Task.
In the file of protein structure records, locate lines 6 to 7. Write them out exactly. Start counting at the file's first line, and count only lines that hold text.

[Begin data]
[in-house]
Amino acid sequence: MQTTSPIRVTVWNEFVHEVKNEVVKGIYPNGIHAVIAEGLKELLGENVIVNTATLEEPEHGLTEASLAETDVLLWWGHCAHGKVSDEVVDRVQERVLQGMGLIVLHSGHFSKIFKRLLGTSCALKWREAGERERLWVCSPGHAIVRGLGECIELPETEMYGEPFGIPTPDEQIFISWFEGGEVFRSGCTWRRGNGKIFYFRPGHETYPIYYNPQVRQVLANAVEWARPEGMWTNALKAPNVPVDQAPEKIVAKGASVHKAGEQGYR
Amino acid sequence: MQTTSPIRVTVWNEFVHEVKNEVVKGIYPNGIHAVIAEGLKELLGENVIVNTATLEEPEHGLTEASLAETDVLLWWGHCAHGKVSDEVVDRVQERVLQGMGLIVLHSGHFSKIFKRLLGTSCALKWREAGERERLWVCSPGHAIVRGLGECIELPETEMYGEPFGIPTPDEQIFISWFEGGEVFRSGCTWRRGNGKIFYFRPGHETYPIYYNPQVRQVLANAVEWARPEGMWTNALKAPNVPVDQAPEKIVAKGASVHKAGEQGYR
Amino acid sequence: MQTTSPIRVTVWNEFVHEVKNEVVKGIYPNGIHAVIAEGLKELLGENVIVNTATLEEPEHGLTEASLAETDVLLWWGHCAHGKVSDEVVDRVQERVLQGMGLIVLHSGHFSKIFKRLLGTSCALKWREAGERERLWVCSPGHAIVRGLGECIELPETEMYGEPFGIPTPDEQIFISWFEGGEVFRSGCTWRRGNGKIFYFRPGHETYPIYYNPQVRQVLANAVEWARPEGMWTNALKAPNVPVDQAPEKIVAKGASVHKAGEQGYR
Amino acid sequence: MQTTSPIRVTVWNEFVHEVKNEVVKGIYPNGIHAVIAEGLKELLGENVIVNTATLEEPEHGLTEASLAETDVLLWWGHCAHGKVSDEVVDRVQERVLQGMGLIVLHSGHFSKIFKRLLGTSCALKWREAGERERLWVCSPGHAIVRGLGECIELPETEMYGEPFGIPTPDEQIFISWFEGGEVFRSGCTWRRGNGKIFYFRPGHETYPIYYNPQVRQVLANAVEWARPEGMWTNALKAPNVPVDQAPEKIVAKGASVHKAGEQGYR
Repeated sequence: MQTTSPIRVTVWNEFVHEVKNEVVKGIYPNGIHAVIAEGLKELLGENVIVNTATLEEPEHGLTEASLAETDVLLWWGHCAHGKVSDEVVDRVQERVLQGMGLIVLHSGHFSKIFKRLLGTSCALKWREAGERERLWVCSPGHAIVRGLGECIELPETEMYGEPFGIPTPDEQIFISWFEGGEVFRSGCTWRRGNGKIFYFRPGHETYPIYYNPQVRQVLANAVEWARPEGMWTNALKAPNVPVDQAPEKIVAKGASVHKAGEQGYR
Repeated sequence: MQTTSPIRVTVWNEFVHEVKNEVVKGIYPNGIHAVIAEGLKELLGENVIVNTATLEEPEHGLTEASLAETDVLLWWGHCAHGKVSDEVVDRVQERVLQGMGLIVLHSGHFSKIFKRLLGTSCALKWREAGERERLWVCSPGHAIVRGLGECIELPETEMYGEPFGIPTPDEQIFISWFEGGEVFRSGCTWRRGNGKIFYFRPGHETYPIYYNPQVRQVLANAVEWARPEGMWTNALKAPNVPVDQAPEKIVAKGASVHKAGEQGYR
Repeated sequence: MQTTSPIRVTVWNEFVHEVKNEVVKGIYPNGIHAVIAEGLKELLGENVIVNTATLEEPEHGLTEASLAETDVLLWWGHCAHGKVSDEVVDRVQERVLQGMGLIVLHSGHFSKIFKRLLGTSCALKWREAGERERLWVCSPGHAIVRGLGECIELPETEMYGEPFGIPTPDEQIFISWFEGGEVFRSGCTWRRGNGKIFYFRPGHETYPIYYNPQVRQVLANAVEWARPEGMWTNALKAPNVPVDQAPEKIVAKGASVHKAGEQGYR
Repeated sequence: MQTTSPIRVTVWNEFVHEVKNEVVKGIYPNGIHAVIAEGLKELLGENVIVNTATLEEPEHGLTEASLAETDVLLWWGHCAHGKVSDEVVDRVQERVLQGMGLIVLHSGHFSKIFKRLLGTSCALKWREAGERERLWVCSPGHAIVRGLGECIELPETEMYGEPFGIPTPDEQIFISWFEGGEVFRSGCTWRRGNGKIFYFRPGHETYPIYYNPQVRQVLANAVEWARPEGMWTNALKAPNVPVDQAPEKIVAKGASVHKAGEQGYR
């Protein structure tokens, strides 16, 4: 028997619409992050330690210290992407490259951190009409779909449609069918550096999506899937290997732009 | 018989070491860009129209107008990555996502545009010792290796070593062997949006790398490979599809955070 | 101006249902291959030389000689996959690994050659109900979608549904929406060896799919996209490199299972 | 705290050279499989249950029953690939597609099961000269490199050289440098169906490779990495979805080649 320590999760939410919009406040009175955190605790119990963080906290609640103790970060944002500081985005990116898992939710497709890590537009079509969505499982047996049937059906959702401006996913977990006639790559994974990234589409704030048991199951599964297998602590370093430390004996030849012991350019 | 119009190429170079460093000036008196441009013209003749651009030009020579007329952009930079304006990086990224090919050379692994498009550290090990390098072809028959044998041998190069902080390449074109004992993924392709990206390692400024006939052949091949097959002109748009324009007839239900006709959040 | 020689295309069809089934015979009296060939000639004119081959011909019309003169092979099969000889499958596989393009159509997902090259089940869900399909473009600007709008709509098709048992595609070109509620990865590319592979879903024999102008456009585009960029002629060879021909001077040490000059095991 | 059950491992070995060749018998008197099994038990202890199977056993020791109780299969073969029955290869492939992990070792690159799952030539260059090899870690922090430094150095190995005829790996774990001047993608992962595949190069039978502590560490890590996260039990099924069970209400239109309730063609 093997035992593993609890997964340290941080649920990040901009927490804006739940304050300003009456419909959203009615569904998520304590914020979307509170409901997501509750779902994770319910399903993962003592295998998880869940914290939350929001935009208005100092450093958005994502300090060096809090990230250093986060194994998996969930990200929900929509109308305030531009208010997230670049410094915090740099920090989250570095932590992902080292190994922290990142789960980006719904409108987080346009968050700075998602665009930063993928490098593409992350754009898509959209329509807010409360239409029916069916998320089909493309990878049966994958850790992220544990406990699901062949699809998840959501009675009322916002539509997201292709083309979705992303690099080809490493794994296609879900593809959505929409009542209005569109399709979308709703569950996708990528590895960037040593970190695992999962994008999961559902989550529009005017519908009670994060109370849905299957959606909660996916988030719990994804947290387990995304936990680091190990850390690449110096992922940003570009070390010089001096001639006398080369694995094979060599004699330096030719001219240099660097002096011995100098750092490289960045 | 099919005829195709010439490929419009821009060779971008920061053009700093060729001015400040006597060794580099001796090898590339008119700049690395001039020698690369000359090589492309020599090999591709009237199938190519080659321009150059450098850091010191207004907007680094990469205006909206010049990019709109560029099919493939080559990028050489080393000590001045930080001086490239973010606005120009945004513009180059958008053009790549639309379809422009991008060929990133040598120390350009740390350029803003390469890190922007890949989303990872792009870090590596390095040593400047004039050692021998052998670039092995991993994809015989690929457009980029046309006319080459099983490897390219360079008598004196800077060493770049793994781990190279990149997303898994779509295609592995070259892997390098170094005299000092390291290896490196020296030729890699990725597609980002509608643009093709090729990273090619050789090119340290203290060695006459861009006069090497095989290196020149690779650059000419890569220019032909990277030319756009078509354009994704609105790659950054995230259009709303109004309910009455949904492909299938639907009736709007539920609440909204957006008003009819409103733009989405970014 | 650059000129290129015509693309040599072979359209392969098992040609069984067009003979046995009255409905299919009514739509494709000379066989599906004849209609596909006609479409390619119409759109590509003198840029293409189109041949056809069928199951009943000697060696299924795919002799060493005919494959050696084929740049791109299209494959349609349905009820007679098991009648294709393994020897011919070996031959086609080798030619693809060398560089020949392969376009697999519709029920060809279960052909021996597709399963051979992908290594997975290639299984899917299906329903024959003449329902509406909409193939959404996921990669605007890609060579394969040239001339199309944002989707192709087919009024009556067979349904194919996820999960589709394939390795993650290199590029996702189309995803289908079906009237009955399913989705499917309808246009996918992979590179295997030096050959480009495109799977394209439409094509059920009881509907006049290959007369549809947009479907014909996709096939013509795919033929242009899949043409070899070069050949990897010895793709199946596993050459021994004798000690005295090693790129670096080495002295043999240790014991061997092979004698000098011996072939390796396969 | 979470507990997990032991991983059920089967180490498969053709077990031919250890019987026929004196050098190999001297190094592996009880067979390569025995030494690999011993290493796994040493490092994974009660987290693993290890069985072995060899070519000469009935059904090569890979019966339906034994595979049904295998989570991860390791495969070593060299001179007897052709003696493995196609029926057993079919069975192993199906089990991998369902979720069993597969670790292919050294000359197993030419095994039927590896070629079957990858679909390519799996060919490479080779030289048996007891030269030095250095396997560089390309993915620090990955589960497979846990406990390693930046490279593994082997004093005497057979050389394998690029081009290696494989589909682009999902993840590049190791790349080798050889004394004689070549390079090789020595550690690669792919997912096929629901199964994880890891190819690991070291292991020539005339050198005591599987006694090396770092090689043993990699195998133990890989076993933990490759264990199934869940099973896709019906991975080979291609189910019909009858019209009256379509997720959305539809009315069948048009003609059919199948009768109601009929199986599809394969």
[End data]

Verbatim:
Repeated sequence: MQTTSPIRVTVWNEFVHEVKNEVVKGIYPNGIHAVIAEGLKELLGENVIVNTATLEEPEHGLTEASLAETDVLLWWGHCAHGKVSDEVVDRVQERVLQGMGLIVLHSGHFSKIFKRLLGTSCALKWREAGERERLWVCSPGHAIVRGLGECIELPETEMYGEPFGIPTPDEQIFISWFEGGEVFRSGCTWRRGNGKIFYFRPGHETYPIYYNPQVRQVLANAVEWARPEGMWTNALKAPNVPVDQAPEKIVAKGASVHKAGEQGYR
Repeated sequence: MQTTSPIRVTVWNEFVHEVKNEVVKGIYPNGIHAVIAEGLKELLGENVIVNTATLEEPEHGLTEASLAETDVLLWWGHCAHGKVSDEVVDRVQERVLQGMGLIVLHSGHFSKIFKRLLGTSCALKWREAGERERLWVCSPGHAIVRGLGECIELPETEMYGEPFGIPTPDEQIFISWFEGGEVFRSGCTWRRGNGKIFYFRPGHETYPIYYNPQVRQVLANAVEWARPEGMWTNALKAPNVPVDQAPEKIVAKGASVHKAGEQGYR